I would say it is more important to get government thinking, OUT of schools.
Common core is simply a government data mining virus, designed to catalog the next generations of mindless kids, to do the government’s bidding.
It has very little to do with teaching any branch of mathematics.
If you have kids in the public schools, you should find a way to get them out of there while they still have a thinking brain.

Reply to  Paul (another)
September 11, 2015 5:38 pm

Eggzackly Mike!

Paul K (aka Paul)
Reply to  Paul (another)
September 11, 2015 6:21 pm

“The problem is caused …partly by the education system…”
I was in the first wave to be bused for racial integration. Makes for a poor foundation, but I’m sure they had good intentions…

Reply to  Paul (another)
September 11, 2015 11:29 pm

Steve P
September 11, 2015 at 12:09 pm

Please; lose not loose, in this usage.
Loose and lose are distinct words, the former an adjective, the latter a verb

err … wrong way around. Loose is correct:
Loose and lose are distinct words, the latter an adjective, the former a verb

Ed Maple
Reply to  Paul
September 11, 2015 2:10 pm

Yes, you are an idiot if you think they could have stopped it.

Reply to  Ed Maple
September 11, 2015 5:11 pm

The time to have solved this problem was by foreseeing what might have happened and worked to prevent it. Once the EPA plugged one mine and busted open the Gold King, it was too late.

Reply to  Ed Maple
September 11, 2015 5:45 pm

It was a trickle at first.
The question is, at what point did they realize they it was going to get out of hand?
At the opening of the video, one shovelful f dirt would have stopped the flow.
I do not think there was a low of head built up at the opening…it was likely a long straight shaft filled with a large volume of water, and it was the flow that eroded the floor of the opening that let the flow increase.
If there was pressure built up behind that opening, you would not see a hole with only the bottom fifth of it flowing. Ditto if the water back there was higher than the opening…dirt would have never contained it to begin with.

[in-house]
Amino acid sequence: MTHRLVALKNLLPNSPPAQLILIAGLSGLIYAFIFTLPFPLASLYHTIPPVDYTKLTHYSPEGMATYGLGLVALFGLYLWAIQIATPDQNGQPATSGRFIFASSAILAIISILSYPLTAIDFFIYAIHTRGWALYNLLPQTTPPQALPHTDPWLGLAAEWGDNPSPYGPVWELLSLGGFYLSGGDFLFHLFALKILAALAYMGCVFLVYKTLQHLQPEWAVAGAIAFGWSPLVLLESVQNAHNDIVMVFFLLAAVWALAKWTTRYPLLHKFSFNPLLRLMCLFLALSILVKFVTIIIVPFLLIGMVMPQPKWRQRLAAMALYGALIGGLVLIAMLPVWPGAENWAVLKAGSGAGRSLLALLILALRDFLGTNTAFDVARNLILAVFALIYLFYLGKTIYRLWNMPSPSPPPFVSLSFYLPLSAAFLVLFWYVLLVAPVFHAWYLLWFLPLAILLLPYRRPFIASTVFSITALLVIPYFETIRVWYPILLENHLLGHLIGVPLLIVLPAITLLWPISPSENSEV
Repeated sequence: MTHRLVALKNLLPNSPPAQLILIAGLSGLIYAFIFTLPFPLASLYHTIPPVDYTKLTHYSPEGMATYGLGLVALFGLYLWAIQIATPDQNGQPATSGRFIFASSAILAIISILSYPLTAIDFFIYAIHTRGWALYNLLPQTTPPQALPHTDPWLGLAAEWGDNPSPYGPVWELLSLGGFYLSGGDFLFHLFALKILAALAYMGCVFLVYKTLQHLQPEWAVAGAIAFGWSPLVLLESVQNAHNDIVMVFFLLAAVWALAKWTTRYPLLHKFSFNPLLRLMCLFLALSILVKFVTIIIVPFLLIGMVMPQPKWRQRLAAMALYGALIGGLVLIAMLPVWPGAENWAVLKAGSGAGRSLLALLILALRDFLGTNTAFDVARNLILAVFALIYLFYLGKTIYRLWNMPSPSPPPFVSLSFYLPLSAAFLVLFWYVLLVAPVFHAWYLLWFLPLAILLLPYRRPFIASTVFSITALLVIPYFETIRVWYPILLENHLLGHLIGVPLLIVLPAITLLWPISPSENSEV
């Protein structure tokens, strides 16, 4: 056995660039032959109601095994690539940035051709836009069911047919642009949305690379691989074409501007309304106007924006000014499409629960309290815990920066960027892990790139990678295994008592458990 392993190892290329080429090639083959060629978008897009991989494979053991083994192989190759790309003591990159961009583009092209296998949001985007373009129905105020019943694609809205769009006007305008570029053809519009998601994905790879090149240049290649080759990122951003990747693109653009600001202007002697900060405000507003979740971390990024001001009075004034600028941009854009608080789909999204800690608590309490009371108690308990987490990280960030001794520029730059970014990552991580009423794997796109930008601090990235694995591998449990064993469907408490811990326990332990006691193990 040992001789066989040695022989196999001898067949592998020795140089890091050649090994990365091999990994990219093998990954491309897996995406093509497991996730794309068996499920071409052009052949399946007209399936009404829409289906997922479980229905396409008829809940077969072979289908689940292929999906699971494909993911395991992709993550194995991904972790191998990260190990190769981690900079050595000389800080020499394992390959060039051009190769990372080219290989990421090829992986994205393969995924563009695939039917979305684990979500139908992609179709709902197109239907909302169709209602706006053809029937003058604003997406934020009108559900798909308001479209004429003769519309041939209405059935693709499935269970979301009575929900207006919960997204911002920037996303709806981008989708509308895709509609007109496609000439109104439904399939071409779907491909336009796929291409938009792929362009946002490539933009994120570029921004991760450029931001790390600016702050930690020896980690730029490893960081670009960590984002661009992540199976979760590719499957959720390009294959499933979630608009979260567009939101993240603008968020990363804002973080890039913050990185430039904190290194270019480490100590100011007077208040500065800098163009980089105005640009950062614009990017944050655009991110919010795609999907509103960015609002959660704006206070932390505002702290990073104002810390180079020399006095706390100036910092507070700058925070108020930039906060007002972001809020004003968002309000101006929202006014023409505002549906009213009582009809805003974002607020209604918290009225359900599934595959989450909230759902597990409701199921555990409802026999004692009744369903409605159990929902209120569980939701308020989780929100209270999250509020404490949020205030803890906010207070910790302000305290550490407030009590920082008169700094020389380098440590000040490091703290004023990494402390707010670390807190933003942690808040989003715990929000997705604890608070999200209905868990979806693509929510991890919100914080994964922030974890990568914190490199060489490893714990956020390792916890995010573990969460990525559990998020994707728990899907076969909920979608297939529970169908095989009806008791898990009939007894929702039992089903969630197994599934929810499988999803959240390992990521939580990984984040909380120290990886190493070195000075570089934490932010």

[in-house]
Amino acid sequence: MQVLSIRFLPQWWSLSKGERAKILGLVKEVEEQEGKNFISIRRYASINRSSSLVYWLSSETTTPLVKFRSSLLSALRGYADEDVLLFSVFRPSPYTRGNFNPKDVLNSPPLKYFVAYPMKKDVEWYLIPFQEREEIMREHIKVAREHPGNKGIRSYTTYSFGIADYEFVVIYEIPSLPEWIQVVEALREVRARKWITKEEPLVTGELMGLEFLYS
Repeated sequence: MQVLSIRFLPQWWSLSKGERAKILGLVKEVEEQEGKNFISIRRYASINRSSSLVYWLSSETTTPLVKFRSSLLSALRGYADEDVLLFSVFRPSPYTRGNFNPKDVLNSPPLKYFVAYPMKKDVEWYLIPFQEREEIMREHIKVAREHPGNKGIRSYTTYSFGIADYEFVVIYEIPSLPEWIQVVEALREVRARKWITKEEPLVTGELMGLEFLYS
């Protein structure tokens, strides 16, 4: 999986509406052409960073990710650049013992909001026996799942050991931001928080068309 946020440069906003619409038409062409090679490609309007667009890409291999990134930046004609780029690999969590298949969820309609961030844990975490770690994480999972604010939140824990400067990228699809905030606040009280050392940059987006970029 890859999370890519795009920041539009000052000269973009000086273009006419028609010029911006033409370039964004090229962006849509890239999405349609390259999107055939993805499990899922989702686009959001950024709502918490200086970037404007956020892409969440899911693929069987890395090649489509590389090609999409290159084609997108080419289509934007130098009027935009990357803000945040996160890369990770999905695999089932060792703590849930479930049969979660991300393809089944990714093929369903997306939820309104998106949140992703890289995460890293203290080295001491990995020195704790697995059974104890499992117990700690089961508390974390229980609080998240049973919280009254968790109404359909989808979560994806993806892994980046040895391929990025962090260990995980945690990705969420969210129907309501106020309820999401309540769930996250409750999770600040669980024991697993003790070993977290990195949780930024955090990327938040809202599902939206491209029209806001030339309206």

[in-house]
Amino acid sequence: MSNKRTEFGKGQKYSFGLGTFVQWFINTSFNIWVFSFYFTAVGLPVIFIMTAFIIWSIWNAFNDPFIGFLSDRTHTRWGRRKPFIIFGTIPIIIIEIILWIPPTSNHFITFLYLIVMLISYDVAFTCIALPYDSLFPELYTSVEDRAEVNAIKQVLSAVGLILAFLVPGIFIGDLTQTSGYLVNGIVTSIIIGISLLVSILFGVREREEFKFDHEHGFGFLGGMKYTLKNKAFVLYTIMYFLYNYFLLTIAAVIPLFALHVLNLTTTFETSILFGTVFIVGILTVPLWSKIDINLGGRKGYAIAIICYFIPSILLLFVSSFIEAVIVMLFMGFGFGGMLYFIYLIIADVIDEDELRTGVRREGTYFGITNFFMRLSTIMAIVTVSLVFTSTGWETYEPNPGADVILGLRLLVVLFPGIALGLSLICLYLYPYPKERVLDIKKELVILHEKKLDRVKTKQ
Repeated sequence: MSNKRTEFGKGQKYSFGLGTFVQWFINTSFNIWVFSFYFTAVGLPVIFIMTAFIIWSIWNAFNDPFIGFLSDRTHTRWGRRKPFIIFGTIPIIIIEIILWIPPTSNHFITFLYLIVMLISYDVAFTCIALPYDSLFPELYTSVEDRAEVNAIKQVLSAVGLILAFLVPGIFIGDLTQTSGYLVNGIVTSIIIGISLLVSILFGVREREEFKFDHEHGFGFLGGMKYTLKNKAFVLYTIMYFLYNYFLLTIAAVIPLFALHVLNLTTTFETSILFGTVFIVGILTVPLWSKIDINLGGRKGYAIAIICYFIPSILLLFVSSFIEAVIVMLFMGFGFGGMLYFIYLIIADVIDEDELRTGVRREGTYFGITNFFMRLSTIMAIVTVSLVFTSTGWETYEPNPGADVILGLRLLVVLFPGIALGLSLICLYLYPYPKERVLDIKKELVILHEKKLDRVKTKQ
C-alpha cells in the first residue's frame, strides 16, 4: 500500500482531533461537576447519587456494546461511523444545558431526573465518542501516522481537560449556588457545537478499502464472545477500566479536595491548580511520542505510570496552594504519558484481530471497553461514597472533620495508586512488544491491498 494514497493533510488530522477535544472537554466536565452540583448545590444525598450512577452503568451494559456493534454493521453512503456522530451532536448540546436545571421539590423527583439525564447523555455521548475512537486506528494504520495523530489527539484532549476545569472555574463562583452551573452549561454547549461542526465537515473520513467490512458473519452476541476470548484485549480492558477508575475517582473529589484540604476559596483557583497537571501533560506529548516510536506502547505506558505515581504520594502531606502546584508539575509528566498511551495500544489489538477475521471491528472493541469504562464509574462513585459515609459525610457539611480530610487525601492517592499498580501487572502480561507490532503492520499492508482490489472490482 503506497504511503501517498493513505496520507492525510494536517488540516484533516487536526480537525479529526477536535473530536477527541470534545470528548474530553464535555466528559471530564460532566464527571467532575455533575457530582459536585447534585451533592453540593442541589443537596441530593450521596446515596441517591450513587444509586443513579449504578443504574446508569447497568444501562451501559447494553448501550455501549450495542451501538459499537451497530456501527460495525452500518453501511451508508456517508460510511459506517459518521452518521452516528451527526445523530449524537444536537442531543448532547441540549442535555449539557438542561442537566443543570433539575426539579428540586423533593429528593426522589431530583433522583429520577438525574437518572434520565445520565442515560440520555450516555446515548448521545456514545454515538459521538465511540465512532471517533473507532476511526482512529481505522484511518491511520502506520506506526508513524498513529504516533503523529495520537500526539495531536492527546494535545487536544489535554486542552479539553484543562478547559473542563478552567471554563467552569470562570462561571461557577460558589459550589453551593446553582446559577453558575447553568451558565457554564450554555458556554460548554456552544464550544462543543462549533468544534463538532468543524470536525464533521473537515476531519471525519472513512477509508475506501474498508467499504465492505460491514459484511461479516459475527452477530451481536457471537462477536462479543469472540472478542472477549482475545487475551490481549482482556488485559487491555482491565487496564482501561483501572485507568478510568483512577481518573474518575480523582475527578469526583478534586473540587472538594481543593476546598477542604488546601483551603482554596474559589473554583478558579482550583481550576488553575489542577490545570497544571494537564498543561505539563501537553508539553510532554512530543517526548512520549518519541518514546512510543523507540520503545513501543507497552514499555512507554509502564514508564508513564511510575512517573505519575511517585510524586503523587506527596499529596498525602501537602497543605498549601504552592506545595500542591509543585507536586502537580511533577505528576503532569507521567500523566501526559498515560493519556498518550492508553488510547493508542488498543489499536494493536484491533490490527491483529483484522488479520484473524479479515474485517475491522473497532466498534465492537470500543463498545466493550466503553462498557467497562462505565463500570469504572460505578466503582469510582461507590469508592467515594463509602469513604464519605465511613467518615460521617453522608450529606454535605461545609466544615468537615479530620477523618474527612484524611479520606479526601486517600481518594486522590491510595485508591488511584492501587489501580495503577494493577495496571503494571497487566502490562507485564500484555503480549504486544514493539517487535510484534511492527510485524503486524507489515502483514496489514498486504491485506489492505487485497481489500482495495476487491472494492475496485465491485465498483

Take any earthen dam in the world, and dig a narrow trench along the top, just deep enough to let a trickle pass through. Then stand back…the entire dam will fail from such a thing. This looks to be what happened there.
Basic hydrology.

Reply to  Ed Maple
September 11, 2015 5:46 pm

Sorry, “…a lot of head…”.

Reply to  Paul
September 12, 2015 5:15 pm

I’m not sure what’s happening here. It looks to me like they were digging into the side of the hill, into an old shaft they filled with liquid mine waste…? I don’t get it? Anyone know the big picture here?

Reply to  Sarthurk
September 15, 2015 2:55 pm

Let me know if know. .

September 11, 2015 11:14 am

This vid is priceless …

Reply to  bobburban
September 11, 2015 8:35 pm

The EPA should be made to mine and pan for any gold nuggets loosened by this blow-out to pay for their own environmental damage.

Reply to  Slywolfe
September 11, 2015 11:32 am

I say scrap the entire EPA. And start over.

Reply to  csanborn
September 11, 2015 3:40 pm

Let States handle it.

Lady Gaiagaia
Reply to  csanborn
September 11, 2015 3:51 pm

Same with OSHA and most of the rest of the alphabetic monstrosities.

Barbara Skolaut
Reply to  csanborn
September 11, 2015 5:00 pm

I say scrap the entire EPA and don’t start over.
Leave it to the states; some will fail spectacularly, some won’t. If people won’t vote the worthless, corrupt state b@st@rds out, they can vote with their feet.
The feds have NO responsibility unless/until there’s a problem across state lines.

Reply to  csanborn